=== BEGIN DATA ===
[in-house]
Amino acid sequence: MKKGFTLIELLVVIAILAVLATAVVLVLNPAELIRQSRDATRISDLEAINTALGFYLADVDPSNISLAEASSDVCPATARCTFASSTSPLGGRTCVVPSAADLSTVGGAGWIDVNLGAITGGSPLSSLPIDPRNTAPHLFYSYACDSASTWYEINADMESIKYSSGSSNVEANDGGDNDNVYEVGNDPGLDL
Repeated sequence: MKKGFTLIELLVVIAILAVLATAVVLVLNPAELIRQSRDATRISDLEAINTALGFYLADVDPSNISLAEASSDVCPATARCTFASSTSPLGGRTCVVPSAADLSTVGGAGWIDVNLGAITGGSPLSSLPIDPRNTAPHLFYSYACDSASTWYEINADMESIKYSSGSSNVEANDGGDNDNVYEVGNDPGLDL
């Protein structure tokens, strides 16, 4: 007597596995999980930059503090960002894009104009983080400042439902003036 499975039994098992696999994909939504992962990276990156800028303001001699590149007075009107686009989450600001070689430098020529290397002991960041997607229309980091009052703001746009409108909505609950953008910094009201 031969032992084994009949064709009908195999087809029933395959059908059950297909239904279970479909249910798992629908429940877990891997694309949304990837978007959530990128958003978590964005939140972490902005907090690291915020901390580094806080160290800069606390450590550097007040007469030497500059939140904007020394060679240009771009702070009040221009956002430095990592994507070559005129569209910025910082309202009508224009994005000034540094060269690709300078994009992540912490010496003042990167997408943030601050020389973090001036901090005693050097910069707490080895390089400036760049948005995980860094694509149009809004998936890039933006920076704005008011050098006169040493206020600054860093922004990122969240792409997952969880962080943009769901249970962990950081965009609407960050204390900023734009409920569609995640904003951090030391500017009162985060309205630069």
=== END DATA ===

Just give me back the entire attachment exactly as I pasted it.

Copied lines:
[in-house]
Amino acid sequence: MKKGFTLIELLVVIAILAVLATAVVLVLNPAELIRQSRDATRISDLEAINTALGFYLADVDPSNISLAEASSDVCPATARCTFASSTSPLGGRTCVVPSAADLSTVGGAGWIDVNLGAITGGSPLSSLPIDPRNTAPHLFYSYACDSASTWYEINADMESIKYSSGSSNVEANDGGDNDNVYEVGNDPGLDL
Repeated sequence: MKKGFTLIELLVVIAILAVLATAVVLVLNPAELIRQSRDATRISDLEAINTALGFYLADVDPSNISLAEASSDVCPATARCTFASSTSPLGGRTCVVPSAADLSTVGGAGWIDVNLGAITGGSPLSSLPIDPRNTAPHLFYSYACDSASTWYEINADMESIKYSSGSSNVEANDGGDNDNVYEVGNDPGLDL
């Protein structure tokens, strides 16, 4: 007597596995999980930059503090960002894009104009983080400042439902003036 499975039994098992696999994909939504992962990276990156800028303001001699590149007075009107686009989450600001070689430098020529290397002991960041997607229309980091009052703001746009409108909505609950953008910094009201 031969032992084994009949064709009908195999087809029933395959059908059950297909239904279970479909249910798992629908429940877990891997694309949304990837978007959530990128958003978590964005939140972490902005907090690291915020901390580094806080160290800069606390450590550097007040007469030497500059939140904007020394060679240009771009702070009040221009956002430095990592994507070559005129569209910025910082309202009508224009994005000034540094060269690709300078994009992540912490010496003042990167997408943030601050020389973090001036901090005693050097910069707490080895390089400036760049948005995980860094694509149009809004998936890039933006920076704005008011050098006169040493206020600054860093922004990122969240792409997952969880962080943009769901249970962990950081965009609407960050204390900023734009409920569609995640904003951090030391500017009162985060309205630069």